In addition to the fact that the [clown] world relies on certificate authorities remaining honest for HTTP Secure to do what it actually advertises, there is another standing issue that erodes my zeal to keep scrapping together workarounds.
One might argue that having many sites hosted behind the same server and IP might paradoxically help to obfuscate the sites one visits from snooping ISPs, such as those which might reversely resolve domains associated to server IPs. Even the average Joe can do this with something like:
dig @<some LARGE resolver> -x <ip address> +short
However, such obfuscation gets foiled by a shortcoming in Server Name Indication. SNI introduces an opportunity during any TLS handshake for an observer to obtain which site is being requested. The indicated hostname is not encrypted within the Client Hello of TLS handshakes and, at first glance, apparently cannot be out of design necessity.
There have been attempts to extend the standard for certificate request encryption, first with eSNI and later ECH. But these standards have run up against obstacles with big tech, namely Goolag, FBIbook and Amazog, failing to support eSNI. I’ve been informed that this is deliberate as the likes of big tech are afraid of being excluded from the massive Chinese market. If unencrypted TLS hello is adequately naked for China to spy on their subjects, then what does that mean for everyone else who must use it?
This compounds the issue of global adversaries with visibility into large swaths of internet traffic. A colleague and I were discussing recent light shed on the new commercial market surrounding netflow data which raised the question as to how badly this compromises even the privacy-consious techies. Some expressed concern that this could be used to “tag” and foil traffic concealed in the likes of Tor or in VPN connections.
One of the concerns long held by Tor developers is that the size of data transmitted can itself be used to correlate traffic. This is why they recommend against large file transfer over the Tor network. It may be adequately encrypted, but a global passive observer (using something like netflow data) might be able to look at the total size of upload bandwidth entering a Guard node, and associate it to an identical usage leaving an exit node to a clearnet server at the same time.
Maybe this could be addressed by padding all Tor traffic to a common size using junk data but would also massively decrease effeciency and throughput of the already constrained network. Such a padding method is actually used in v2ray-core, a derivative of shadowsocks common at one point for circumventing the aggressive Chinese firewall. This is only to illustrate that said “tagging” doesn’t have to be done within the “tunnel” of a VPN, but only by taking and comparing notes from either end.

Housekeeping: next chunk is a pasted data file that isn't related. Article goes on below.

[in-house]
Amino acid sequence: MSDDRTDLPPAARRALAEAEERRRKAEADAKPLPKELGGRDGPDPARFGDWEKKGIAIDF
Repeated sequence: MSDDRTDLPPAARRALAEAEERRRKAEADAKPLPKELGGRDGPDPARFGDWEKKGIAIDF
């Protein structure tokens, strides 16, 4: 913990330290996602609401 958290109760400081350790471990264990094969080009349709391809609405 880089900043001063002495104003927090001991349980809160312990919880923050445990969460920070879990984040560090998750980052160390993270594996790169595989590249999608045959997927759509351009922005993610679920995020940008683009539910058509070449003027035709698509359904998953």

And data brokers are well positioned to exploit this. Team Cymru, a netflow aggregator, make some extraordinary claims in their promotional material.
“Team Cymru’s product letting users trace the activity of servers linked to an Iranian hacking group further than other datasets, such as DNS lookups.”
I would be very interested to see if that group was doing anything at all to protect their DNS queries, or if they were just foolishly using plain old naked 1970s DNS resolution.
““Are any DoD components buying and using without a court order internet metadata, including ‘netflow’ and Domain Name System (DNS) records,” the question read.”
The fact that senator Wyden’s office felt it necessary to specifically mention DNS records in this question is fairly telling as to how much they probably lean on that old and yet to be fixed standard in order to amass their “broadest collection of global telemetry”. So encrypting one’s DNS requests (and not through the lazy and poorly implemented DoH!) should mitigate some of this collection method.
“Through these relationships, Cortex Xpanse has access to a sample of approximately 80% of global flows,”
A textbook global adversary. Just in case anyone thought the aforementioned techies were just being paranoid in the extent of our countermeasures.